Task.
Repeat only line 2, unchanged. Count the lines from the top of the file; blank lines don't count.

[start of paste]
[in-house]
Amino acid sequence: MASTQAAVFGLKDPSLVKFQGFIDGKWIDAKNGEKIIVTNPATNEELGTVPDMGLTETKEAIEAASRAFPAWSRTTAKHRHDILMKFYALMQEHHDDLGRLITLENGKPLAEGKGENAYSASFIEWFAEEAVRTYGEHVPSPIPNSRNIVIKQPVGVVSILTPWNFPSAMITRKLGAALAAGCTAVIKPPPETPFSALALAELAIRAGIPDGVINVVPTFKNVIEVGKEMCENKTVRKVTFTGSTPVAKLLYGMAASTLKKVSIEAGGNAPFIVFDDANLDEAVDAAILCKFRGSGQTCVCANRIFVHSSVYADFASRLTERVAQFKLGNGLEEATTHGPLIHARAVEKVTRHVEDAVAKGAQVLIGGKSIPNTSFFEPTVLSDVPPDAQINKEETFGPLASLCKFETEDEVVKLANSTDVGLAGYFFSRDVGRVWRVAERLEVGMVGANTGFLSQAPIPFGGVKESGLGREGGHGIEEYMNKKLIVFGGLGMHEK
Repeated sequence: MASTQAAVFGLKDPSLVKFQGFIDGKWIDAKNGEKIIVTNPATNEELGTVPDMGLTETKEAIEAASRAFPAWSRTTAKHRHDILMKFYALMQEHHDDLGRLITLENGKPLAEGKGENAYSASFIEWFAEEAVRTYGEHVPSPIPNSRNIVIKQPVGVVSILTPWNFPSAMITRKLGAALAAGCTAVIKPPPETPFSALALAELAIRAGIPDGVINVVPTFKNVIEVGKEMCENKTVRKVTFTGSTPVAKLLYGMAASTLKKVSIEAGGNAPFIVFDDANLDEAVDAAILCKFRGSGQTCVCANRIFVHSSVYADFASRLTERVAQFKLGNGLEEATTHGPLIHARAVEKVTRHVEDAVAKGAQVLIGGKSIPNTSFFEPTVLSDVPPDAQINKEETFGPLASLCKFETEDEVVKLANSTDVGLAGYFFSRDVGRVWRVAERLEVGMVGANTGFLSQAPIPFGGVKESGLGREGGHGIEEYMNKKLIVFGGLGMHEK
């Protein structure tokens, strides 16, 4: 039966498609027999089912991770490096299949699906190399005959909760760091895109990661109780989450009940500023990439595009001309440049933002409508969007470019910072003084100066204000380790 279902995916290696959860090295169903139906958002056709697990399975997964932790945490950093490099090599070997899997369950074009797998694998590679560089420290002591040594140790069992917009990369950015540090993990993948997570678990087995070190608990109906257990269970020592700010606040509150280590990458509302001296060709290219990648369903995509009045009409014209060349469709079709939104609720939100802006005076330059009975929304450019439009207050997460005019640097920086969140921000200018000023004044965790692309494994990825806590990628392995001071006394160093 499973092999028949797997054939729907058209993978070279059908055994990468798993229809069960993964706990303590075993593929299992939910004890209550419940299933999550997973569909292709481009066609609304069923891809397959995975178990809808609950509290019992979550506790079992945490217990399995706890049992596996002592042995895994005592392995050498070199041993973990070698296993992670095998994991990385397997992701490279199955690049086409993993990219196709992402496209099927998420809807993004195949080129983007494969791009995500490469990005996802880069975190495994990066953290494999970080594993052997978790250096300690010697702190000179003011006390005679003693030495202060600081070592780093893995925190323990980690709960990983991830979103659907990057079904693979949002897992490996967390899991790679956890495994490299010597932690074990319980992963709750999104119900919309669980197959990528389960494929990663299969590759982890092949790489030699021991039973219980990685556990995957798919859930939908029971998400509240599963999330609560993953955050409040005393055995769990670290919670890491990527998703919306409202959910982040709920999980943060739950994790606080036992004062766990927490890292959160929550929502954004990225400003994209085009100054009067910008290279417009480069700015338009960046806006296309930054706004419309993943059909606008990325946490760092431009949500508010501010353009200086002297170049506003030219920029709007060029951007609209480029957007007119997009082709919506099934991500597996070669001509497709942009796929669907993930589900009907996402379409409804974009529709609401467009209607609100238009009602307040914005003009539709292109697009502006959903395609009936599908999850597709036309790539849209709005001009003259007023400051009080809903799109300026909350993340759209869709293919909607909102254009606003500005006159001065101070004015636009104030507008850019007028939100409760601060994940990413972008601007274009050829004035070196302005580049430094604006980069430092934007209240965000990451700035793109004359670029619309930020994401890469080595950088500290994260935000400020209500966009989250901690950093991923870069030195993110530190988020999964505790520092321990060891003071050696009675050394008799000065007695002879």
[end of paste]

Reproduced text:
Amino acid sequence: MASTQAAVFGLKDPSLVKFQGFIDGKWIDAKNGEKIIVTNPATNEELGTVPDMGLTETKEAIEAASRAFPAWSRTTAKHRHDILMKFYALMQEHHDDLGRLITLENGKPLAEGKGENAYSASFIEWFAEEAVRTYGEHVPSPIPNSRNIVIKQPVGVVSILTPWNFPSAMITRKLGAALAAGCTAVIKPPPETPFSALALAELAIRAGIPDGVINVVPTFKNVIEVGKEMCENKTVRKVTFTGSTPVAKLLYGMAASTLKKVSIEAGGNAPFIVFDDANLDEAVDAAILCKFRGSGQTCVCANRIFVHSSVYADFASRLTERVAQFKLGNGLEEATTHGPLIHARAVEKVTRHVEDAVAKGAQVLIGGKSIPNTSFFEPTVLSDVPPDAQINKEETFGPLASLCKFETEDEVVKLANSTDVGLAGYFFSRDVGRVWRVAERLEVGMVGANTGFLSQAPIPFGGVKESGLGREGGHGIEEYMNKKLIVFGGLGMHEK